STAFF from Gwent Police have been helping put the finishing touches to a woodland centre in Penallt which will host courses for people suffering from post-traumatic stress disorder (PTSD).

The Pen-Y-Graig Ancient Woodland Training and Products Centre will support employees from the emergency services and the military who have experienced PTSD.

It is hoped the Welsh Government-funded scheme will develop new processes and methods to accelerate PTSD recovery, and it is expected these methods will also help reduce the sense of stigma and social isolation experienced by sufferers.

“Having gone through my own dark days of PTSD I know only too well its disabling effect,” the centre’s managing director and former Metropolitan police officer James Cooke said.

The centre contains eight acres of ancient woodland, with a cabin for seasonal forestry accommodation and a renovated 18th-century barn for workshops and coaching.

The exciting project is likely to include the use of horses for logging, learning how to build dry-stone walls, and lessons in woodcraft. There will also be professionals on site to offer clinical support through counselling and similar services.

Mr Cooke praised those Gwent Police employees who had been helping get the centre ready for its opening this autumn.

Community support officer Peter Walker is one of those who has been helping.

He said: “I got involved as I was diagnosed and treated for PTSD. In my opinion this centre will provide treatment in a relaxed, private and beautiful environment for people who have seen or experienced traumatic events.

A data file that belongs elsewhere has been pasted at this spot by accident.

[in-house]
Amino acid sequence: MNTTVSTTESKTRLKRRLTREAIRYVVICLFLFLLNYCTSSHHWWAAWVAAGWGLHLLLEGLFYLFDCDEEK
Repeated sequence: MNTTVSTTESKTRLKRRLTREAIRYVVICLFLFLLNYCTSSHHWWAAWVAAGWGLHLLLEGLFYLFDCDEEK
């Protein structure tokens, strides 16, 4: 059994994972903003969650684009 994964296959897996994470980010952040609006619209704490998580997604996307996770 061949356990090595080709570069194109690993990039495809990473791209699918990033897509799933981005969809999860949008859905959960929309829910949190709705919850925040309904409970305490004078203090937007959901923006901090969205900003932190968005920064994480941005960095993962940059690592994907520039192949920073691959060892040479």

“I have first-hand experience of the effect PTSD can have on a person’s life, family and career.

“If my small contribution can help with someone’s recovery then I feel I have a responsibility to help.”

As well as helping those PTSD sufferers who take part in courses, the centre will also focus on conservation, showing participants how to help with the regeneration of the ancient woodland, as well as supporting the local economy through timber and craft product sales.

This, the centre’s organisers hope, will eventually allow for a form of forestry diversification in which the operating costs can be offset by paid health care provision in the future.

Mr Cooke said the centre’s website would be operational at the end of the month, and hoped to open in mid-to-late October once selected staff were ready.